Do you consider yourself healthy because you’re skinny? Well, with the rise of “skinny fat”, you may want to think again…

As researchers are discovering, “skinny” does not necessarily mean “healthy and fit”. In fact, it could mean quite the opposite and place you at an elevated risk for chronic diseases and death. Colloquially, this new health concern is being referred to as “skinny fat”, and it’s a growing problem here in the United States according to doctors and health researchers.

What Is “Skinny Fat”?

“Skinny Fat”, or normal-weight obesity, refers to individuals who do not appear to be overweight, but still have a high percentage of fatty tissue compared to lean tissue. The body mass index (or BMI) is a ratio of weight and height and is how a healthy weight has been typically calculated in the past. Individuals who are “skinny fat” fall within the normal limits of the body mass index, but still have a high percentage of body fat. Often, this fat is visceral fat, which is fat stored within the abdominal cavity and surrounds a number of vital organs.

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Why Is There Cause To Be Concerned?

Until recently, the focus of scientific research has been on how increased body weight can lead to a greater risk of disease with little emphasis on body composition, or the ratio of fat to lean body mass. But now, new research is showing that body composition is more important than simple body weight when analyzing the health of individuals.

A recent study analyzed the relationship between body fat percentage and cardiorespiratory fitness (or CRF), which is a strong predictor of cardiovascular disease and premature death. The findings of the study showed that body fat percentage was inversely related to cardiorespiratory fitness. In other words, participants in the study with larger amounts of body fat were found to be less fit, independent of their body weight or stature.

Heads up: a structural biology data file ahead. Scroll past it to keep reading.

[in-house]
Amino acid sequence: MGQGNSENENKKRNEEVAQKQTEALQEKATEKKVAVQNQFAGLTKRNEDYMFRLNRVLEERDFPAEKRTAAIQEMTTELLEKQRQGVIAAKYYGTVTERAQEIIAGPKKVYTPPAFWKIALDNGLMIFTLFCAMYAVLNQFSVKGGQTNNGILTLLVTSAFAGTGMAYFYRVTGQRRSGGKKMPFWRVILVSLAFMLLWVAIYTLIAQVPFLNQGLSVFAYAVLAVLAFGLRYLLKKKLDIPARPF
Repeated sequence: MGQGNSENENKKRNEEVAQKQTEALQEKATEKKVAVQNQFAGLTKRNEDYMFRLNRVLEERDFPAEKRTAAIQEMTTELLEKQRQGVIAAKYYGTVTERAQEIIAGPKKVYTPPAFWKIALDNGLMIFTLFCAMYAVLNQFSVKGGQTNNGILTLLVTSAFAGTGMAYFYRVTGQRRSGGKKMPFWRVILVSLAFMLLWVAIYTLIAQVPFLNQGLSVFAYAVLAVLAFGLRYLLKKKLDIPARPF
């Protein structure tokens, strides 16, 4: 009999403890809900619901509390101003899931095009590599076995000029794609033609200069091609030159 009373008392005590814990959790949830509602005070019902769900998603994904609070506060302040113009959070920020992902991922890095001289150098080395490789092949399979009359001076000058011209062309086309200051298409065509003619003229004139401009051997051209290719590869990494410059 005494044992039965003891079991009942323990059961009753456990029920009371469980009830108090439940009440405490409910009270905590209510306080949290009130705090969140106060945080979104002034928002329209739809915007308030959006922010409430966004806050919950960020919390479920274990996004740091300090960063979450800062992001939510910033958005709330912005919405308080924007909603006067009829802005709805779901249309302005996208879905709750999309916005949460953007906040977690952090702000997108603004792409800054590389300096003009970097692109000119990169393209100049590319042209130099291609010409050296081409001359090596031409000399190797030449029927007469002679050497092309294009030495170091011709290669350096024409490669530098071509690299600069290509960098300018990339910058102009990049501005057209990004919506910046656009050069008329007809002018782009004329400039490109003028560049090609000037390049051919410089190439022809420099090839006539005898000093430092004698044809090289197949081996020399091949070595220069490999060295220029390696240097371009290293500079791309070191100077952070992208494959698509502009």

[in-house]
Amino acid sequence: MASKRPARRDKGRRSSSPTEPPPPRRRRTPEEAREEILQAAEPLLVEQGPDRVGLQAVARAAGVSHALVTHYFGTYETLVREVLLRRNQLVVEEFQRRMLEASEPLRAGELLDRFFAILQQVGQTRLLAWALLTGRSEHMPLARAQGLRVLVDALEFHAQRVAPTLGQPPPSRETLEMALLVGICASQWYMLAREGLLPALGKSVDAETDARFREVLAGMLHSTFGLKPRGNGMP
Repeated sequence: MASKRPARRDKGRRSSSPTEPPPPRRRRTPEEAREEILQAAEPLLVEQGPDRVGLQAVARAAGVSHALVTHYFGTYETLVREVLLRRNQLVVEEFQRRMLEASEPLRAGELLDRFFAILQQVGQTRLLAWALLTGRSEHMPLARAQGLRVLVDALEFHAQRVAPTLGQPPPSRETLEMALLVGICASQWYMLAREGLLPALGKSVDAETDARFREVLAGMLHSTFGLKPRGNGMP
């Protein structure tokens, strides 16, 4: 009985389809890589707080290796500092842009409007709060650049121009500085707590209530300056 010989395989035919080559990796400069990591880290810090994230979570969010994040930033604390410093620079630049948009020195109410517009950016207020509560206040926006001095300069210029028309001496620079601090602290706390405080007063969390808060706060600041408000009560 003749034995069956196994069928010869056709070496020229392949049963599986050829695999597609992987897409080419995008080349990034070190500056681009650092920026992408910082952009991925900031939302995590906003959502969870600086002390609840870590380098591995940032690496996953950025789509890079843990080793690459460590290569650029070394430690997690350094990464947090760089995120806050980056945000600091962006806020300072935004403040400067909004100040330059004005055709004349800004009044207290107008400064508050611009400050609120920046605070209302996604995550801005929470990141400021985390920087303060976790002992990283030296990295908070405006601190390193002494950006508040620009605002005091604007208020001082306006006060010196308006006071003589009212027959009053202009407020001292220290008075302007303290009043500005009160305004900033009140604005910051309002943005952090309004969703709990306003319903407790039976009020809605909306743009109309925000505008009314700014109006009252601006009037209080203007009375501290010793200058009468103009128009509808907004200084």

As lead author of another new study on belly fat, Mayo Clinic cardiologist Francisco Lopez-Jimenez, says, “Not all fat is equal.” Comprised of more than 15,000 participants, the 14-year study found normal weight men with big bellies were twice as likely to die compared to obese men. Normal weight women with big bellies were 32% more likely to die compared to obese women. Belly fat appears to be especially dangerous because it’s often deposited in the liver, where it makes inflammatory substances that contribute to diabetes and heart disease. This was the first study to show that those who are “skinny fat” appear to be at a greater risk than those with obesity.

At this point, there’s not a consensus among the scientific community about what causes “skinny fat”, although it is believed to be a combination of genes and enviornmental factors.

What Should Be Done…

First of all, we have to eliminate the notion of unquestionably associating “skinny” with “healthy”. If we don’t, we will continue to put normal-weight individuals at a greater risk because they will continue to be misclassified as automatically being healthy when they may actually be at a high risk for chronic diseases and not treated or attended to properly.

Second, to check whether you may be “skinny fat”, calculate your waist-to-hip ratio. To do so, first determine your waist circumference by measuring the distance around the smallest area of your waist, usually just above the belly button. Then, determine your hip circumference by measuring the distance around the largest area of your hips, usually the widest part of the buttocks. Once you have your waist and hip measurements, divide your waist measurement by your hip measurement. For example, divide a waist circumference of 34 inches by a hip circumference of 38 inches to yield a waist-to-hip ratio of .89. For men, a ratio of .90 or less is considered safe. For women, a ratio of .80 or less is considered safe.

If your waist-to-hip ratio is above what is considered safe, you may be at risk for heart disease and other health conditions associated with being overweight. You should consider whether you’re exercising enough and eating a healthy diet. You may also want to check in with your doctor to ensure an underlying health problem is not going untreated. Ultimately though, the way to combat “skinny fat” is through exercise and nutrition.

As Dr. Keith Bachman, a weight-management specialist with Kaiser Permanente’s Care Management Institute, emphasizes, “Good health is more than a BMI or a number on a scale. We know that people who choose a healthy lifestyle enjoy better health.” Dr. Bachman suggests a balanced diet, physical activity, and stress management as healthy lifestyle practices.

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